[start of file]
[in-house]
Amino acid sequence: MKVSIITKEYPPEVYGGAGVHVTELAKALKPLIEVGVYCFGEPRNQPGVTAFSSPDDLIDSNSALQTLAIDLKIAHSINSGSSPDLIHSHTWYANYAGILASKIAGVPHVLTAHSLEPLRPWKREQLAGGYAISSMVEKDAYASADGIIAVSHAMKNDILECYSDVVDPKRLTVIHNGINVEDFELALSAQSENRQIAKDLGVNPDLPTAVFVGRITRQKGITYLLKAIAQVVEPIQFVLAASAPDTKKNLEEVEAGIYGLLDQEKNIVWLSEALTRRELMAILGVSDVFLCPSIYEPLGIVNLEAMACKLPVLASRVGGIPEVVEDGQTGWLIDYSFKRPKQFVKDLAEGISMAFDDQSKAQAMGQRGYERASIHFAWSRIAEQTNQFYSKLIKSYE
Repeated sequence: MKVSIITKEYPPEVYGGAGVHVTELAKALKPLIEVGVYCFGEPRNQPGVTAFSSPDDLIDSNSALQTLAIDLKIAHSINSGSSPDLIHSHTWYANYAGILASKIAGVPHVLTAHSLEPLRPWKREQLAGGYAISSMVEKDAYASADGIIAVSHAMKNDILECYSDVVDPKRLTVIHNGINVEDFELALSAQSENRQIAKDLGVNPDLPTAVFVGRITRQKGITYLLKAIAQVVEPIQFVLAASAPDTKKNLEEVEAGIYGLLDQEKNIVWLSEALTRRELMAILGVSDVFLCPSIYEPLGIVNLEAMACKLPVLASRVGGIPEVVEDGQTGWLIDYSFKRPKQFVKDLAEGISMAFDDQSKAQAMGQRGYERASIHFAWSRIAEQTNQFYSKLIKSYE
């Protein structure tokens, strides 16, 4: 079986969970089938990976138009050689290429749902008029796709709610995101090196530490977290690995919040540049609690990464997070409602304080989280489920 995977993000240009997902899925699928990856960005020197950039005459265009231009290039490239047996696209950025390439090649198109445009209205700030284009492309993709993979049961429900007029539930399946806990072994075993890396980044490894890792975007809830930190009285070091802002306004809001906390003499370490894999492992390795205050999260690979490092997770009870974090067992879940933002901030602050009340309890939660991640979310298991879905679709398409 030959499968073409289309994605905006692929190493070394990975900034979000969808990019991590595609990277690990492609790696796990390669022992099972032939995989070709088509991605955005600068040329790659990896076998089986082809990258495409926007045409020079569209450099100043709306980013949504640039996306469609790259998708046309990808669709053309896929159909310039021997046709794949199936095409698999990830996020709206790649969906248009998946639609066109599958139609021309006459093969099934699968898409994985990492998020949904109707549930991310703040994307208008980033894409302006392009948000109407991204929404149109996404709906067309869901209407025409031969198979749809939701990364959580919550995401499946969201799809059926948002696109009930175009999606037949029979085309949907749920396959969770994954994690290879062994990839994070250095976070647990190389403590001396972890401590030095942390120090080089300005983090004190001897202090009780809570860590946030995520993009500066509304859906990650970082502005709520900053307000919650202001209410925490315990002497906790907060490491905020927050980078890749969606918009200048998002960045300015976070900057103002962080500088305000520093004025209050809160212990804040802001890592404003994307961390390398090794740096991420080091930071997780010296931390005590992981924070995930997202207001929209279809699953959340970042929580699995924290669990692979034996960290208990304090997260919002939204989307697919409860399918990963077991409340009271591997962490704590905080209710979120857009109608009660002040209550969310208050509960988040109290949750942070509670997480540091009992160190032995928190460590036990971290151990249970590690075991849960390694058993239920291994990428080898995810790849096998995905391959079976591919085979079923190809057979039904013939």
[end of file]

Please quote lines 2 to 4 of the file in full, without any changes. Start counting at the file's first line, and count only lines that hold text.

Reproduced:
Amino acid sequence: MKVSIITKEYPPEVYGGAGVHVTELAKALKPLIEVGVYCFGEPRNQPGVTAFSSPDDLIDSNSALQTLAIDLKIAHSINSGSSPDLIHSHTWYANYAGILASKIAGVPHVLTAHSLEPLRPWKREQLAGGYAISSMVEKDAYASADGIIAVSHAMKNDILECYSDVVDPKRLTVIHNGINVEDFELALSAQSENRQIAKDLGVNPDLPTAVFVGRITRQKGITYLLKAIAQVVEPIQFVLAASAPDTKKNLEEVEAGIYGLLDQEKNIVWLSEALTRRELMAILGVSDVFLCPSIYEPLGIVNLEAMACKLPVLASRVGGIPEVVEDGQTGWLIDYSFKRPKQFVKDLAEGISMAFDDQSKAQAMGQRGYERASIHFAWSRIAEQTNQFYSKLIKSYE
Repeated sequence: MKVSIITKEYPPEVYGGAGVHVTELAKALKPLIEVGVYCFGEPRNQPGVTAFSSPDDLIDSNSALQTLAIDLKIAHSINSGSSPDLIHSHTWYANYAGILASKIAGVPHVLTAHSLEPLRPWKREQLAGGYAISSMVEKDAYASADGIIAVSHAMKNDILECYSDVVDPKRLTVIHNGINVEDFELALSAQSENRQIAKDLGVNPDLPTAVFVGRITRQKGITYLLKAIAQVVEPIQFVLAASAPDTKKNLEEVEAGIYGLLDQEKNIVWLSEALTRRELMAILGVSDVFLCPSIYEPLGIVNLEAMACKLPVLASRVGGIPEVVEDGQTGWLIDYSFKRPKQFVKDLAEGISMAFDDQSKAQAMGQRGYERASIHFAWSRIAEQTNQFYSKLIKSYE
């Protein structure tokens, strides 16, 4: 079986969970089938990976138009050689290429749902008029796709709610995101090196530490977290690995919040540049609690990464997070409602304080989280489920 995977993000240009997902899925699928990856960005020197950039005459265009231009290039490239047996696209950025390439090649198109445009209205700030284009492309993709993979049961429900007029539930399946806990072994075993890396980044490894890792975007809830930190009285070091802002306004809001906390003499370490894999492992390795205050999260690979490092997770009870974090067992879940933002901030602050009340309890939660991640979310298991879905679709398409 030959499968073409289309994605905006692929190493070394990975900034979000969808990019991590595609990277690990492609790696796990390669022992099972032939995989070709088509991605955005600068040329790659990896076998089986082809990258495409926007045409020079569209450099100043709306980013949504640039996306469609790259998708046309990808669709053309896929159909310039021997046709794949199936095409698999990830996020709206790649969906248009998946639609066109599958139609021309006459093969099934699968898409994985990492998020949904109707549930991310703040994307208008980033894409302006392009948000109407991204929404149109996404709906067309869901209407025409031969198979749809939701990364959580919550995401499946969201799809059926948002696109009930175009999606037949029979085309949907749920396959969770994954994690290879062994990839994070250095976070647990190389403590001396972890401590030095942390120090080089300005983090004190001897202090009780809570860590946030995520993009500066509304859906990650970082502005709520900053307000919650202001209410925490315990002497906790907060490491905020927050980078890749969606918009200048998002960045300015976070900057103002962080500088305000520093004025209050809160212990804040802001890592404003994307961390390398090794740096991420080091930071997780010296931390005590992981924070995930997202207001929209279809699953959340970042929580699995924290669990692979034996960290208990304090997260919002939204989307697919409860399918990963077991409340009271591997962490704590905080209710979120857009109608009660002040209550969310208050509960988040109290949750942070509670997480540091009992160190032995928190460590036990971290151990249970590690075991849960390694058993239920291994990428080898995810790849096998995905391959079976591919085979079923190809057979039904013939």